Auction: Christie's -May 24, 2008 - Hong-kongLot number: 205
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GUO PO CHUAN (GUO BOCHUAN, 1901-1974) The Forbidden City signed and dated 'Po; Kuo Po Chuan; 1939; 12' in Chinese (lowerleft & on reverse) oil on canvas 66 x 55.8 cm. (26 x 22 in.) Painted in 1939 Provenance Private Collection, Asia Literature Yeh's Chin-Yi Culture Foundation, Kuo Po Chuan , Taipei,Taiwan, 1980, p. 19. (illustrated) Artist Publishing Co., Taiwan Fine Arts Series 10: Kuo PoChuan , Taipei, Taiwan, 1992, plate 10. Hsiung-Shih Art Book, The Home-Museum: Collected Paintings ofthe Older Generation of Artists: The Elegance and Uniqueness of KuoPo CHuan , Taipei, Taiwan, 1997, plate 4-15. Exhibited Kaohsiung Museum of Fine Arts, Kaohsiung, Taiwan, Retrospective Exhibition of Painting Development Taiwan ,April, 1994. Taipei Fine Arts Museum, Taipei, Taiwan, Oil Painting in EastAsia: Its Awakening and Development , 3 June - 27 August,2000. Japan, Shizuoka Prefectural Museum of Art, Oil Painting in EastAsia: Its Awakening and Development , 2000. Lot Notes The modernist movement and the oil painting movement were thecentral trends that characterized artistic development in thegreater China region during the 20th century. They provided artistswith concrete means of expressing their sense of both external andinternal realities, allowing them to produce a body of creativework through which they reflected their specific environments andvoiced their personal experiences and outlooks. Thus, beyond thebeauty embodied in their work, they also conveyed a sense of theliving, breathing pulse of their times and the prevailing currentsof thought of the day. Taiwan, with its southerly location off China's coast, is closelytied to China both geographically and in terms of the kinship tiesbetween its peoples. Artistically, perhaps the greatest differencebetween the two regions has been the ability of Taiwanese artiststo more completely escape the restrictive influences of traditionin Chinese culture, enabling them to examine broad issues of self,nation, and ethnicity from a perspective of greater diversity andcultural detachment. One modern artist who embodied these featureswas Guo Bochuan, who was born in Taiwan on July 21, 1901, to afamily that traced its roots to Jinjiang County in the nearbycoastal province of Fujian Guo Bochuan employed his distinctive painting style in the serviceof works that embody his response to the culture and environment ofhis era. Purely in terms of his stance as a painter, his personalthoughts and feelings were sublimated on canvas throughcompositional structures that perfectly united the rationalelements of painting with a mastery of the more subjective,expressive elements in the shaping of their forms and colors. The May 4th movement that began in 1919 led to intenseself-reflection and self-criticism on the part of cultural andartistic figures in China, and by the 1930s, artists in Taiwan werefilled with a fervent idealism for modern art. Guo Bochuan leftTaiwan at the end of 1934, traveling first to Japan and then, in1937, to China, where he toured and sketched its northeasternregions for a year before arriving in 1938 in Beijing, then knownas Beiping. At the suggestion of his music teacher at a normalcollege, he took up teaching positions at National Beiping NormalUniversity and National Beiping Academy of Art, and later, at thestrenuous urging of Qiu Shiming, president of the Jinghua Academyof the Arts, he became dean of the western painting departmentthere as well as dean of disciplinary affairs. Guo thus developeddeep connections with Beijing, the city where, from 1937 until hisreturn to Taiwan in 1949, he spent a full twelve years during theprime of his life, and his stay in the mainland brought himpersonal experience of social turbulence and the spreading ravagesof war in a way few other Taiwanese artists of his time couldunderstand. These experiences engendered sharp realizations aboutsociety and the world that would be transformed and given artisticexpression in his canvases. 1939: The Imperial Palace Among the trove of historical materials relating to the life of GuoBochuan, the memoirs published in 1980 by his wife, Zhu Wanhua("Bochuan and I"), are notable for their mention of his staunchdefense of Chinese identity-his own and his nation's. That defensetook the form of adherence to three rules: he would not teach inJapanese, accept Japanese rations, or paint propaganda paintings.They were his three principles of nationalism, a kind ofdeclaration on which he refused to bend or waver during his 12years in Beijing. Guo's adherence to principle also foundexpression in the majority of his paintings, in his habit of usingsignatures resembling traditional Chinese seals and in dating hisworks in the Republic of China calendar (where year one is 1911,the year of the founding of the Republic). These testify to theartist's character and his artistic orientation, his calm strengthduring an era of great upheaval and the manner in which he upheldrespect for his ethnic identity. Guo Bochuan the artist focused oncreative work, but in another role, was an enthusiastic promoterand educator; under the aegis of the New Association of the Artsorganized in Beijing in 1941, he held solo exhibitions each year tofurther the growth and appreciation of modern art in China. The architecture of the ancient capital of Beijing, as theembodiment of age-old traditions central to Chinese culture, had agrandeur and majesty that Guo Bochuan found impressive andinspiring. Guo's first oil depiction of the Imperial Palace, from1939, is a rigorously structured composition that testifies to theartist's belief in Beijing as the world's most beautiful city inthat era. During his stay in Beijing, Guo developed a close friendship withone of the masters of traditional Chinese painting, Huang Binhong,and was inevitably influenced by the traditional styles and symbolsthat gave those traditional landscapes their poignantexpressiveness. In addition, the city itself provided eye-openingpanoramas of imperial majesty beneath clear skies and rollingclouds and brilliantly colored glazed-tile roofs and densegreenery, all of which were a never-ending source of inspirationfor the artist. Guo Bochuan accompanied Japanese artist Umehara Ryuzaburo duringthe latter's first visit to Beijing; together the two visitednumerous points of interest, enjoying their historical architectureor local color. Acquaintance with this artist seems to have urgedGuo toward both greater coloristic awareness and more boldlyexpressive brushwork. As both artists left us oils that embodytheir admiration for the Imperial Palace and deeply feltimpressions of it, it is possible to make some stylisticcomparisons. In his 1940 Forbidden City (Fig. 1), UmeharaRyuzaburo's high vantage point presents a view that angles acrossthe city from a distance and reveals only a small corner of thepalace grounds. This is partly due to the vantage point of theartist, from his temporary residence at the Beijing Grand Hotel,looking from a balcony across the Avenue of Eternal Peace and theForbidden City. But the view was also deliberately chosen toemphasize the sky rather than having the Imperial City as its mainfocus; it highlights the painter's skill at projecting the naturalfeatures of the scene and his fine handling of color and brushwork.Guo Bochuan selects a different viewpoint in his own 1939 ImperialPalace, one revealing close observation of a scene that wasobviously much loved by the artist. The palace is presented fromabove in a resplendent tapestry of color that encompasses a broad,spacious view of the palace environs; cool and warm tones play offagainst each other in thin, transparent layers of pigment thatbuild and overlap to create a richly layered, three-dimensionaleffect. This work, one of a number in which Guo depicted theImperial Palace, is the finest in the series in terms of hishandling of light and its effects within the scene. Judging fromthe angle of light and the layering of tones within the painting,it is likely Guo was facing the Imperial City under nearly the fulllight of noon, the sunlight falling directly from above and castingbright reflections from the buildings while throwing other areasinto deep shadow. Similar treatments of lighting effects are rarelyseen in oils; the resulting visual effect gives the Imperial Palacean exceptionally vivid and lifelike presence on the canvas, whileat another level, the work communicates the respect and venerationfor the Imperial Palace scene that Guo Bochuan, as an artistconcerned with his Chinese identity, felt so deeply. Another important stylistic development that occurred during GuoBochuan's Beijing period grew from his decision to employtraditional eastern color schemes in the oil medium. In ImperialPalace, vermilion reds, dark greens, and sapphires from the paintedporcelains of the Ming's Wanli period (1572 to 1620) reappear inthe mixed palette of reds, blues, and greens through which Guodepicts the palace grounds. Here, the oils are diluted to a thintranslucency that successfully projects a porcelain-like feeling oftransparency and lustrous color throughout the canvas. In hisbrushwork, too, Guo's swiftly moving brush produces drifting washesof color not unlike those of the ink-wash medium. Through thisingenious and masterful approach, Guo achieves an effects of bothclassical elegance and delicacy as well as an overall atmospherethat exudes imposing energy. The stylistic approach Guo establisheshere would continue to exert a decisive influence in his work afterhis later return to Taiwan. Guo Bochuan in Taiwan Tainan was Guo Bochuan's birthplace and the hometown to which hereturned after the war. He had a deep feeling for the region thathad nurtured him during his youth, and after his return in 1948 heresided permanently in Tainan, where for a 20-year period he taughtin the Architecture Department of Tainan's National Cheng KungUniversity. During the years in Taiwan, Guo studied the colors of itshandcrafted utensils, embroidery, and red-walled temples, searchingfor colors that would suit his personal artistic style and makingthe essential features of its native culture a part of his work,and in 1952, he and other artist friends also organized the TainanFine Arts Association. Compared to other Taiwanese artists of hisgeneration, Guo was prone to imposing strict demands on himself:his style conveys the impression of simplicity and depth, andemphasizes composition; his colors are strong and saturated and hisbrushwork precise, while his handling of line suggests acalligraphic artistry. All in all, Guo was an artist who soughtmastery of the essentials of painting. A statement he made throughhis Tainan Fine Arts Association is revealing of his artisticideals and outlook: "When we are deciding on the admission of a newmember to the Association, we pay special attention to questions ofcharacter, aside from considerations about the quality of theirwork. The success of an artist depends to a large degree on thehigh quality of their values and character, and can the work of anartist truly be called art if it does not reflect their characterand personality? We must see in it at least some reflection ofthese qualities." Wang Baiyuan further commented on Guo Bochuan'sstyle in a special 1955 issue of the Taipei Cultural Affairsquarterly. In his essay "History of the Taiwan Fine Arts Movement,"he wrote that "Guo's style emphasizes feeling; it finds simplicitywithin the complex, its variety is well harmonized, and all in allit constitutes a new style." *March 1955, Taiwan ProvinceHistorical Research Commission, pg. 63. Guo began experimenting in 1943 with the combination of Chinesexuan paper and oils, attempting to create a feeling of weight thatwould contrast with traditional oil techniques. His resulting useof xuan paper along with long-handled, round, soft-bristled brushessuccessfully produced a new kind of color with lightness,gracefulness, and transparency, which reflected the feel ofink-and-brush work. This new style enable Guo to convey subjectivepersonal perceptions through works based on a calligraphic sense ofthe structure and beauty of line and the abstraction of Chinesecharacters, combined with the texturing of layered oil pigments andhis free and energetic brushwork. The painterly effects of brushand ink stress the calligraphic beauty of line itself: theinitiation and continuation of the lines, their reversals andoutlining effects, their splotches of ink and their curved, fallingstrokes; then there is the play of the brush itself, the speed ofthe brush and the rhythm of its curves, the spreading washes andthe luster of liquid ink. The concept of using calligraphictechniques in painting was already familiar and well-defined intraditional Chinese painting, but Guo Bochuan innovated in the useof the energetic sweeps and turns of calligraphy and itstraditional aesthetics, marshalling these techniques to emphasizethree-dimensional effects and adding their simple richness to thearray of effects possible in oil. His oils were thus able tocommunicate the real and natural feel of modern scenes throughtechniques that nevertheless were redolent of their origins inancient and traditional landscape paintings. Guo produced a series of paintings featuring typically Taiwanesescenes, of which the Confucian temples of Tainan and its AnpingHarbor are particularly representative of his style. In thesetypically Taiwanese prospects Guo had seemingly rediscovered thefundamental architectural beauty of which he was so fond: theflying eaves of the temples, their embellished ridgework in the"horseback" style and their vermilion columns became naturalvehicles for Guo's cultivated and refined brushwork. Two GuoBochuan works from 1966 and 1972 respectively, Confucian Temple atTainan and Fishing Harbor at Anping, exemplify his approach to thetreatment of these subjects. Guo Bochuan oils presenting suchsubjects as Fishing Harbor at Anping are especially rare, and thisparticular work is one of the most outstanding of its kind in Guo'sentire oeuvre. After his return in 1948, Guo traveled throughout the island ofTaiwan and painted its beautiful scenery in a series ofoutstanding, memorable works. Among them are his 1953 DanshuiSunset and Danshui Scene, which express his fond impressions of thescenery of northern Taiwan. In particular, they capture importantlocal scenes and historical relics, such as the nearly 100-year-oldDanshui Church situated alongside the Danshui River and views ofthe distant Guanyin Mountain from across that same river. Each is areflection of the deep and nostalgic feeling of the people ofTaiwan for these particular scenes of their native land. Fruit andflower still lifes were also a favored subject of this artist, andprovide further insights into his attitudes toward life. In them,brilliant reds and finely patterned tablecloths form thebackgrounds to casual arrangements of books and daily items. Inthis Still Life, Guo presents his subject from an almost verticalposition and with selective detail, creating a vivid sense ofpresence with a sensibility that is in some ways almostphotographic, which allows viewers to analyze and interpret Guo'sconception from a personal, subjective perspective. Still Lifefully conveys the genuineness and directness of this artist'spersonality.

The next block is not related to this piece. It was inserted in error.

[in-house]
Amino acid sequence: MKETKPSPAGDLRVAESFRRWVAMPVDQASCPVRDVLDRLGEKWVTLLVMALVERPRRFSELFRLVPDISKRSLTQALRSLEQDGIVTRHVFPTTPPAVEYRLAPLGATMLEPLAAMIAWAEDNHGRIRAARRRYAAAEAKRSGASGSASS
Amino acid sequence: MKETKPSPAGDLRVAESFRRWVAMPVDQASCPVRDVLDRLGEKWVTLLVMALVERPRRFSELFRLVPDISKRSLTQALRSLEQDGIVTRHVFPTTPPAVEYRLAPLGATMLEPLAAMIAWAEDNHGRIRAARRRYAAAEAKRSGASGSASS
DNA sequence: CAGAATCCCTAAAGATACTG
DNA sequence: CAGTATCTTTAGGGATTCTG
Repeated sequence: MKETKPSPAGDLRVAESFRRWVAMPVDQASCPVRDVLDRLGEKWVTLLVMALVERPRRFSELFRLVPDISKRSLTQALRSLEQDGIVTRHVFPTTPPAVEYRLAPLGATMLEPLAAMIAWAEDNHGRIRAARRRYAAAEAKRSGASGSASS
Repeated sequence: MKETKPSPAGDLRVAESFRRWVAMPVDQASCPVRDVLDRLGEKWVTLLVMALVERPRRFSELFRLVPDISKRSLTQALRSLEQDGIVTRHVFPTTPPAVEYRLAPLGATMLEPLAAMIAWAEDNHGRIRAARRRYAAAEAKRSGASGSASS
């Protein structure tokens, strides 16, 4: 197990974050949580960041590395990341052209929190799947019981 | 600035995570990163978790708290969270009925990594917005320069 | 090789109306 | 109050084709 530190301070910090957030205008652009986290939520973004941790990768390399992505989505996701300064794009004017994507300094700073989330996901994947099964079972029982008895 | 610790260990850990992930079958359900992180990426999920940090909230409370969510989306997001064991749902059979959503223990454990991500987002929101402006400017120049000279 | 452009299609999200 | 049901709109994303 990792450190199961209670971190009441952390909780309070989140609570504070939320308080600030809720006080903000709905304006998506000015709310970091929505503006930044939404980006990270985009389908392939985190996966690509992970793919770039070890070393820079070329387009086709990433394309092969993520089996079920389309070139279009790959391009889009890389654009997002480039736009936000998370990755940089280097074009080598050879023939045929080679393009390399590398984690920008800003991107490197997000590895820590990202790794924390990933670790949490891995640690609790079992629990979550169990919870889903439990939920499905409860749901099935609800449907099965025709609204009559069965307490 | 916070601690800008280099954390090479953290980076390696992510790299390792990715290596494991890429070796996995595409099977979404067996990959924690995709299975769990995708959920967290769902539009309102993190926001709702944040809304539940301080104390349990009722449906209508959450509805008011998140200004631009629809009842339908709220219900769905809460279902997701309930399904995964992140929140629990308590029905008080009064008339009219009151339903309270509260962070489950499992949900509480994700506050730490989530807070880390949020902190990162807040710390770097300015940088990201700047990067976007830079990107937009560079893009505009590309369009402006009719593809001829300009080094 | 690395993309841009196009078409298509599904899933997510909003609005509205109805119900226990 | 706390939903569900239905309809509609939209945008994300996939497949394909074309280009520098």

Auction: Sotheby's -Apr 9, 2008 - Hong-kongLot number: 858
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signed Bo in Chinese in a square and dated 35 (35th year of the Republic of China, corresponding to 1946), framed under perspex oil on canvas PROVENANCE Sotheby's Taipei, 16th October 1994, cover and Lot 59 Acquired directly from the above by the current owner LITERATURE AND REFERENCES The Collected Works of the Taiwan Museum of Fine Arts, Vol. 10: Guo Bochuan, Taiwan, 1993, cover and fig. 23 Li Qinxian, The Home-Museum: Collected Paintings of the Older Generation of Artists: The Uniqueness of Guo Bochuan, 1997, figs 4 - 19 CATALOGUE NOTE For further details on this work, please refer to the special auction catalogue, Guo Bochuan - The Forbidden City
Auction: Sotheby's -Oct 3, 2011 - Hong-kongLot number: 748
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LOT 748 GUO BOCHUAN 1901-1974 WAX APPLE AND MELON signed in Chinese and dated minguo calendar 58 executed in 1969. oil on paper 40 by 34.5 cm. 15 3/4 by 13 5/8 in.
Auction: Sotheby's -Oct 4, 2010 - Hong-kongLot number: 256
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GUO BOCHUAN 1901-1974 FLOWERS 350,000—450,000 HKD 28 by 22 cm.; 11 by 8 5/8 in. oil on paper Description Signed and dated in Chinese (Minguo calendar) (lowerright)Executed in 1961 oil on paper Private Asian Collection